Rules Governing Voting by Directors and the Tallying of the Votes by Corporate Boards in California

By Gerald P. (“Jerry”) Burleson, Member of the California Bar, and Robert Kaufman, Senior Law Student, University of San Diego School of Law

 

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The board of directors of a corporation is responsible for managing the business and affairs of the corporation.  Cal.Corp.Code §300(a).  While the board of directors may delegate the management of the day-to-day operations to the corporate officers, the board retains the power to make the major decisions of the corporation, such as electing or removing officers, authorizing the issuance of securities, declaring dividends, and deciding all transactions between the corporation and its directors, officers or shareholders.  Id.

Director actions are generally made through resolutions adopted at board meetings or by unanimous written consent of the directors.  §307(b).  In order to adopt a resolution at a board meeting, the board must have a quorum, meaning that a majority of the authorized number of directors must be present.  §307(a)(7).  Directors may participate in a meeting by being physically present or through the use of a conference telephone or video screen, either of which allow those members to be counted toward the quorum requirement.  §307(a)(6).  With the exception of board decisions on the indemnification of a director for litigation costs, directors with personal or financial interests in a matter before the board can be counted in determining the presence of a quorum, even if that director is disqualified from voting on the matter in question.  §317(e)(1); §310(c).

Once a quorum is present at a board meeting, the directors participating in the meeting may vote on a matter before them and usually all that is required for the adoption of an action is a simple majority of the directors present.  The corporate articles may require more than a simple majority vote to pass a resolution, but any act of the board must be passed by at least a simple majority of the directors present in order to be adopted.  §204(a)(5); §307(a)(8).  In California, a board may continue to meet and vote on an action after one or more of the board members have departed the meeting, even if such departures reduce the number of directors present to less than a quorum, as long as a quorum was initially present at the beginning of the meeting.  §307(a)(8).  However, any action or resolution voted on in the absence of a quorum still requires approval by at least a majority of the initial quorum required for the meeting.  Id.

In a situation where a director has a financial or personal interest in a matter before the board, the board may adopt the resolution so long as the material facts as to that director’s interest in the transaction are fully disclosed to the board and the transaction is “just and reasonable” as to the corporation at the time it is authorized.  §310(a)(2), (3).  If a majority of the board present and approving the transaction is disinterested, then there is a presumption of fairness and the person challenging the transaction has the burden of proving either inadequate disclosure or that the transaction was not just and reasonable to the corporation.  Friedman, Cal. Practice Guide: Corporations ¶ 6:223.3.  An interested director can vote or participate in a transaction in which he or she has a personal or financial interest, and that director’s vote will be counted if necessary for approval of the transaction.  However by participating in the vote, if the transaction is later challenged, the burden shifts to the interested director or other person asserting the validity of the transaction to prove that the transaction was “just and reasonable” to the corporation at the time the resolution was passed.  §310(a)(3); Sammis v. Stafford (1996) 48 CA4th 1935, 1944.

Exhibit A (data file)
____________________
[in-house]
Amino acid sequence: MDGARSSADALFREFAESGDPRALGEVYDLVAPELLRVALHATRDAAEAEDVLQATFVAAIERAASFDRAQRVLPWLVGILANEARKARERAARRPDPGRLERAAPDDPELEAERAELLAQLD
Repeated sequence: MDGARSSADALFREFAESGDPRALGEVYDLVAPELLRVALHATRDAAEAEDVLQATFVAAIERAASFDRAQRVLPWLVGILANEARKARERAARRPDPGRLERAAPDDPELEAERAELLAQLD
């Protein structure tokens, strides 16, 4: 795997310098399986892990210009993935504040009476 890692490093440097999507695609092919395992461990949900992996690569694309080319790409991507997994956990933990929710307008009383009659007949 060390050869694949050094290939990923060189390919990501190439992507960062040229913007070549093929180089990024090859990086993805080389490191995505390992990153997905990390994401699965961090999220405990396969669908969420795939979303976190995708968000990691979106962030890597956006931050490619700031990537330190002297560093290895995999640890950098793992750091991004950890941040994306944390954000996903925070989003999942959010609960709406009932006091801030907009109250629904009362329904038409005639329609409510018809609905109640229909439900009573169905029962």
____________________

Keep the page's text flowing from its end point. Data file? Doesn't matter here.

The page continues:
A director’s decision to abstain from voting on a resolution is not the same as a director recusing himself from a matter before the board.  Abstention is “the withholding of a vote,” whereas recusal is the “[r]emoval of oneself as judge or policy-maker in a particular matter, esp. because of a conflict of interest.”  Black’s Law Dictionary (8th ed. 2004). “Abstention focuses on the final decision, where recusal usually entails withdrawing from the entire proceeding.”  Neb. Atty.Gen.Op. No. 05007 (April 12, 2005).  To abstain is to refrain from voting, meaning that an abstaining member’s vote is not counted in favor of or against the action, but that member’s presence can be counted towards the existence of a quorum.  §310(c); Friedman, Cal. Practice Guide: Corporations ¶ 6:223.1.  If a director recuses himself from participation in a particular matter, that director cannot vote on the action and should remove himself from the meeting when his transaction comes up for discussion.  Kenneth B. Davis, Jr., Approval by Disinterested Directors, Journal of Corporation Law, 20 J.Corp.L. 215 (Winter 1995).  In situations where a director recuses himself from a vote, that director cannot be counted for the presence of a quorum, however under California law any actions voted on after the departure of that director may still be passed as long as  a majority of the initial quorum approves the action.  §307(a)(8).  For example, if a corporation has 7 directors and 4 are present at the meeting, if one director recuses himself and departs the meeting, the meeting can continue, but for an action to be adopted it will require 3 votes in favor, which was the majority of the initial quorum of 4 required for the meeting to be held.  Id.  Therefore, in California, a director’s characterization of his or her decision not to vote on a resolution as -an abstention or as a recusal should not have a practical effect on the number of votes required to approve a board action.

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